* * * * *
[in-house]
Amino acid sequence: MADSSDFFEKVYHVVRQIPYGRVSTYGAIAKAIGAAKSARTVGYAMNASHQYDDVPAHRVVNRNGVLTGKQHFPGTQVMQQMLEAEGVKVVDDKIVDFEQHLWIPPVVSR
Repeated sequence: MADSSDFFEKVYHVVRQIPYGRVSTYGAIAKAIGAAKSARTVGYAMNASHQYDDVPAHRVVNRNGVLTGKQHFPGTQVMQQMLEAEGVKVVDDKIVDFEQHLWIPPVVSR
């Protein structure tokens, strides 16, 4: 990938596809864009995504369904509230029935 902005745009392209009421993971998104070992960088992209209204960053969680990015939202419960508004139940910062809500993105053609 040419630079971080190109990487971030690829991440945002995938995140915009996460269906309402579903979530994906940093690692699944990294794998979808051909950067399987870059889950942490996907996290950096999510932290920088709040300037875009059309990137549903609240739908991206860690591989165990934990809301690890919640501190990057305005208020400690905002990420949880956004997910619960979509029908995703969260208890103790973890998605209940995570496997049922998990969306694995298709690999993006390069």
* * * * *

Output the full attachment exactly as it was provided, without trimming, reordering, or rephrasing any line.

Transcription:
[in-house]
Amino acid sequence: MADSSDFFEKVYHVVRQIPYGRVSTYGAIAKAIGAAKSARTVGYAMNASHQYDDVPAHRVVNRNGVLTGKQHFPGTQVMQQMLEAEGVKVVDDKIVDFEQHLWIPPVVSR
Repeated sequence: MADSSDFFEKVYHVVRQIPYGRVSTYGAIAKAIGAAKSARTVGYAMNASHQYDDVPAHRVVNRNGVLTGKQHFPGTQVMQQMLEAEGVKVVDDKIVDFEQHLWIPPVVSR
């Protein structure tokens, strides 16, 4: 990938596809864009995504369904509230029935 902005745009392209009421993971998104070992960088992209209204960053969680990015939202419960508004139940910062809500993105053609 040419630079971080190109990487971030690829991440945002995938995140915009996460269906309402579903979530994906940093690692699944990294794998979808051909950067399987870059889950942490996907996290950096999510932290920088709040300037875009059309990137549903609240739908991206860690591989165990934990809301690890919640501190990057305005208020400690905002990420949880956004997910619960979509029908995703969260208890103790973890998605209940995570496997049922998990969306694995298709690999993006390069």